Rust is one of the major programming languages that’s been getting popular in recent years. It has many advanced high level language features like Scala.This made me interested to learn Rust. So in this next series of blogs I will share my experience with Rust from a Scala developer point of view. I would like to explore how these two language approach things. I would like to explore the similarities and their differences.

This is fourth post in the series. In this post, I will be talking about algebraic data types. You can find all the other posts in the series here.

Algebraic Data Types

Algebraic data types, are the abstractions used to represent composite data types in a program. They are quite popular in functional languages likes Scala, ML etc. These data types helps representing many real world data in very precise manner. Scala as the functional language uses them quite heavily across different part of the language.

One of the good example for ADT is Option type in Scala. This data type is composition of two types. One is None and another is Some. Option is type is used wherever the value is optional. You can know more about ADT in Scala in this article.

Rust is one of the first system programming language to embrace the ADT’s. Rust standard library comes with many ADT’s like Option, Result etc.

In this post, we are going to discuss how a given ADT is represented and used in the Scala and Rust.

Implementing Option ADT

In this post, we are going to implement minimal Option ADT. Even though it’s part of base language, implementing it will gives us understanding of how to implement any ADT.

The below are the different parts

Contract of ADT

ADT may look like a normal data type. It may look like one abstract class with multiple extending child classes. But one big difference between ADT and normal data types are, all the composite part of the types should be known before hand. There should not be an option to create more subclasses by other users, because then it will break the contract of an ADT. Different language achieve this differently.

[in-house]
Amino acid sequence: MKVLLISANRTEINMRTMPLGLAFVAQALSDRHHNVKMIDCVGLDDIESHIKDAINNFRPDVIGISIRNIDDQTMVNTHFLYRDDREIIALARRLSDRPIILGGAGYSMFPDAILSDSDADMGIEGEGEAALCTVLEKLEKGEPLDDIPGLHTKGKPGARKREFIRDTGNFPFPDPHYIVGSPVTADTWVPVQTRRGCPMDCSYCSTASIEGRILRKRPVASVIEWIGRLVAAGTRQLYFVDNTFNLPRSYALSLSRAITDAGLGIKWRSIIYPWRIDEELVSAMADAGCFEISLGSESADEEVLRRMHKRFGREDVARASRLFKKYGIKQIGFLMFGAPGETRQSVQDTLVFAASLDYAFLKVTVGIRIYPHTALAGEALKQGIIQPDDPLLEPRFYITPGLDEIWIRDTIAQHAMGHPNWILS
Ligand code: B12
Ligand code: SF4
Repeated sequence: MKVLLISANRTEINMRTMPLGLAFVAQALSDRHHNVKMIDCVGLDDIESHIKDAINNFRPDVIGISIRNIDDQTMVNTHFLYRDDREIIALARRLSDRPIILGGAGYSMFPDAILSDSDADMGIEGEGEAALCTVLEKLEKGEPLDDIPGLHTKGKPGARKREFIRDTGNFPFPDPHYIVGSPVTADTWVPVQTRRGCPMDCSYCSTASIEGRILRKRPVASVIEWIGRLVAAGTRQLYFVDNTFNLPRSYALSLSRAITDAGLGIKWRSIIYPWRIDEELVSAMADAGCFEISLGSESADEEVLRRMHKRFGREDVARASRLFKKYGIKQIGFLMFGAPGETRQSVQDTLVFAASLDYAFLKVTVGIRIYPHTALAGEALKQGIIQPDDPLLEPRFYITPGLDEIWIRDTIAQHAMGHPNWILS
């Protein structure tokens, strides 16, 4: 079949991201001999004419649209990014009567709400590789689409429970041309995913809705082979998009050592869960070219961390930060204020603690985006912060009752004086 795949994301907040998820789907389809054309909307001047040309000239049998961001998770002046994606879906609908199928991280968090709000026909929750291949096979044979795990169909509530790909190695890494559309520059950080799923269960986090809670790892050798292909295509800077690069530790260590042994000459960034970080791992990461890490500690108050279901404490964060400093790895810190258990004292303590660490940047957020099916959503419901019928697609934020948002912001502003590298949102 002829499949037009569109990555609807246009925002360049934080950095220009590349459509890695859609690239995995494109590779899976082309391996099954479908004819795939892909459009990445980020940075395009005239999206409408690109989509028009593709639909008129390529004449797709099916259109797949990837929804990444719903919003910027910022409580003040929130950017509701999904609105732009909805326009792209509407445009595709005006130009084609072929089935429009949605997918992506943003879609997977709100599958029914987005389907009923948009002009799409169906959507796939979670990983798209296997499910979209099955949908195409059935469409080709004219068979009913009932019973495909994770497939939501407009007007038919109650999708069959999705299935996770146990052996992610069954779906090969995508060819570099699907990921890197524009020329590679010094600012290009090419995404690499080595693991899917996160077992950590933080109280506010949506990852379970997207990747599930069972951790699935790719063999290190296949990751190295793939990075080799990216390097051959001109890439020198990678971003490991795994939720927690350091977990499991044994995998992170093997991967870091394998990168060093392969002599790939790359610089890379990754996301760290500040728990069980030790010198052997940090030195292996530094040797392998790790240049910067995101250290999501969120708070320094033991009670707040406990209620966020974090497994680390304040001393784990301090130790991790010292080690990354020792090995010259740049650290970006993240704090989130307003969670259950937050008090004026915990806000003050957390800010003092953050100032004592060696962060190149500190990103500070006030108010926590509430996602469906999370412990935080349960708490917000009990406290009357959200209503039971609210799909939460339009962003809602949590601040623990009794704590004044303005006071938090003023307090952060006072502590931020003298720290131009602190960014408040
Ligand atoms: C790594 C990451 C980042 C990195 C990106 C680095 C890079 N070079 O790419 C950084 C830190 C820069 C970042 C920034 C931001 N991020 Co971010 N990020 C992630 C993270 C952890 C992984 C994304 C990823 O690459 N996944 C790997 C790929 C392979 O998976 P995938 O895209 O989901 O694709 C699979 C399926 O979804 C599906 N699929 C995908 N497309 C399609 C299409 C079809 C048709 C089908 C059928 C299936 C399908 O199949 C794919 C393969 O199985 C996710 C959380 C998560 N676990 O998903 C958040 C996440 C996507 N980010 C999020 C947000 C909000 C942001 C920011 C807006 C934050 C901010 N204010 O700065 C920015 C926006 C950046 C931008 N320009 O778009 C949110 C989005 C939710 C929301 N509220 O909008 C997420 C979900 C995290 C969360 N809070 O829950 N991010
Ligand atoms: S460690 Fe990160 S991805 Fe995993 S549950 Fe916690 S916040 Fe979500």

Option ADT in Scala

The below is the code to define an Option ADT in Scala.

sealed trait Optional[+T]

case object CNone extends Optional[Nothing]

case class CSome[T](value:T) extends Optional[T]

The names CNone and CSome is used to avoid the clash with standard library classes.

Here a sealed trait is used because Scala doesn’t allow creating subclass of a sealed trait outside of this source file. This makes sure that we have fixed number of sub classes.

Option ADT in Rust

The below is the code to define Option ADT in Rust

enum Optional<T> {

Rust used enum’s for defining ADT’s. Rust version is more concise and meaningful. As enum have constraint of defining all of it’s components at the time of creating, it makes sure that we preserve the contract of ADT.

Using Enum for ADT in Scala

One of the interesting development recently happened in Scala, was plan to have a improved enum support in Scala. This is going to be part of Dotty/ Scala 3.0. In this version, enum’s are going to be used to represent the ADT’s which is very similar to Rust. You can find more information in this dotty doc.

Using Option ADT

ADT’s are primarily used with match expressions. One of the important part of match expression with ADT is, you need to handle all the components of ADT when you are matching. If you skip any part you will get a warning or error from compiler. This makes sure that we don’t miss accidentally some part of expression.

The below sections show how to create and use ADT’s in Scala and Rust.

Using Option ADT in Scala

val intOptionalSome:Optional[Int] = CSome(10)

intOptionalSome match {
	case CSome(value) => println("value is {}", value)
	case CNone => println("none value")

If we skip one of the cases Scala compiler gives below warning.

[warn] match may not be exhaustive.
[warn] It would fail on the following input: CNone
[warn]      intOptionalSome match {
[warn]      ^

Using Option ADT in Rust

  let int_optional_some:Optional<i32> = Optional::CSome(10);

  match int_optional_some {
    Optional::CSome(value) => println!("value is {}", value),
    Optional::CNone => println!("none value")

If we skip one of the cases Rust compiler gives below error.

int_optional_some {
   |         ^^^^^^^^^^^^^^^^^ pattern `CNone` not covered


You can find complete code for Scala on github.

You can find complete code for Rust on github.


ADT’s are one of the best abstractions to model different data in programming. Rust has excellent support for them like we have it in Scala. So if you enjoy using ADT’s in the Scala, those goodies will transfer when you start dabbling in Rust.